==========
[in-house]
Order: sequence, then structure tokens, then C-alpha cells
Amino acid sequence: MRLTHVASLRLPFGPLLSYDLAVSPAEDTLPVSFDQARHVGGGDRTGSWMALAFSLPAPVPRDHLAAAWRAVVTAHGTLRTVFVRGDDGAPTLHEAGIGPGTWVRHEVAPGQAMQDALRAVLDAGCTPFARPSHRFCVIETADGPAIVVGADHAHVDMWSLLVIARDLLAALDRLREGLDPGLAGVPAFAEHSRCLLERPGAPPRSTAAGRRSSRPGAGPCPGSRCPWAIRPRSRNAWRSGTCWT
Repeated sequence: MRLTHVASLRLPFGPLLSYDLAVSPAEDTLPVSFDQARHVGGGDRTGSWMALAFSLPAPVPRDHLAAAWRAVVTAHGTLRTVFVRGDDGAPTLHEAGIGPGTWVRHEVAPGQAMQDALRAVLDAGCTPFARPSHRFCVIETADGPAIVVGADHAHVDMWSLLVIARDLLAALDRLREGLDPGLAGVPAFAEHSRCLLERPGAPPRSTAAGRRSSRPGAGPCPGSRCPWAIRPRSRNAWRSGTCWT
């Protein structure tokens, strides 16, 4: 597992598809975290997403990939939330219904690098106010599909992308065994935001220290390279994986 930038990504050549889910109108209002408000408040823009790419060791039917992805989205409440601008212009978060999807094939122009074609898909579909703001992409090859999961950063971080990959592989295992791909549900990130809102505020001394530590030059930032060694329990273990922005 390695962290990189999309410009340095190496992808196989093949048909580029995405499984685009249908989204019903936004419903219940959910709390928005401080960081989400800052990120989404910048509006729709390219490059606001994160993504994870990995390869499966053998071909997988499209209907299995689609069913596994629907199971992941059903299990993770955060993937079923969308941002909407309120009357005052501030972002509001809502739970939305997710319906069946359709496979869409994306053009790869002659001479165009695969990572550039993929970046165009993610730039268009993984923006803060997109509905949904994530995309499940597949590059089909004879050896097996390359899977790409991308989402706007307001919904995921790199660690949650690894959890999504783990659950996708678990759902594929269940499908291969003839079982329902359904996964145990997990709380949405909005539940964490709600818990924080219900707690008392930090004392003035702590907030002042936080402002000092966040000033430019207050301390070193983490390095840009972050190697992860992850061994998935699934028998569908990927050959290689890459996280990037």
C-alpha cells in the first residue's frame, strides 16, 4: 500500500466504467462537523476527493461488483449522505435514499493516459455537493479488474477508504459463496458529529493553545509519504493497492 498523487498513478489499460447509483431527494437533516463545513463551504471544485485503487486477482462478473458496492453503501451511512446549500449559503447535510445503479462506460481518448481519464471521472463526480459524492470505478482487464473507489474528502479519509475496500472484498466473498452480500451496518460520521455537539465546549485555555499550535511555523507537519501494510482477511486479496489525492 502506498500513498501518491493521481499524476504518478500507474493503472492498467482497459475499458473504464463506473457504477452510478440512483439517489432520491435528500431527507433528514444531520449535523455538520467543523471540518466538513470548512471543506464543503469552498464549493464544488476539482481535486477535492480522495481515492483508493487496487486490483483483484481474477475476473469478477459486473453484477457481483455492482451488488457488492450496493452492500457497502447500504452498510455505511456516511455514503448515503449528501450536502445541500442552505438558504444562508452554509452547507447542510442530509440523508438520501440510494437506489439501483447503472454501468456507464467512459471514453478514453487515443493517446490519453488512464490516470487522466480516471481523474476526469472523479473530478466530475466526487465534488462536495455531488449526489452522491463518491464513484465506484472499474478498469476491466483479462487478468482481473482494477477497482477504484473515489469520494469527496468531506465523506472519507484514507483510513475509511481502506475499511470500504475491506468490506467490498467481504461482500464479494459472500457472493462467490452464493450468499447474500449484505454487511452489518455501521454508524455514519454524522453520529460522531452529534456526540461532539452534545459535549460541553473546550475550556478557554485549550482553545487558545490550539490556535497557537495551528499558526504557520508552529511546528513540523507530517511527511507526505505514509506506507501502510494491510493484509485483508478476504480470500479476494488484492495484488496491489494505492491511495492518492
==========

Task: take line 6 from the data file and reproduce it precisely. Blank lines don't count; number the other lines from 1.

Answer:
C-alpha cells in the first residue's frame, strides 16, 4: 500500500466504467462537523476527493461488483449522505435514499493516459455537493479488474477508504459463496458529529493553545509519504493497492 498523487498513478489499460447509483431527494437533516463545513463551504471544485485503487486477482462478473458496492453503501451511512446549500449559503447535510445503479462506460481518448481519464471521472463526480459524492470505478482487464473507489474528502479519509475496500472484498466473498452480500451496518460520521455537539465546549485555555499550535511555523507537519501494510482477511486479496489525492 502506498500513498501518491493521481499524476504518478500507474493503472492498467482497459475499458473504464463506473457504477452510478440512483439517489432520491435528500431527507433528514444531520449535523455538520467543523471540518466538513470548512471543506464543503469552498464549493464544488476539482481535486477535492480522495481515492483508493487496487486490483483483484481474477475476473469478477459486473453484477457481483455492482451488488457488492450496493452492500457497502447500504452498510455505511456516511455514503448515503449528501450536502445541500442552505438558504444562508452554509452547507447542510442530509440523508438520501440510494437506489439501483447503472454501468456507464467512459471514453478514453487515443493517446490519453488512464490516470487522466480516471481523474476526469472523479473530478466530475466526487465534488462536495455531488449526489452522491463518491464513484465506484472499474478498469476491466483479462487478468482481473482494477477497482477504484473515489469520494469527496468531506465523506472519507484514507483510513475509511481502506475499511470500504475491506468490506467490498467481504461482500464479494459472500457472493462467490452464493450468499447474500449484505454487511452489518455501521454508524455514519454524522453520529460522531452529534456526540461532539452534545459535549460541553473546550475550556478557554485549550482553545487558545490550539490556535497557537495551528499558526504557520508552529511546528513540523507530517511527511507526505505514509506506507501502510494491510493484509485483508478476504480470500479476494488484492495484488496491489494505492491511495492518492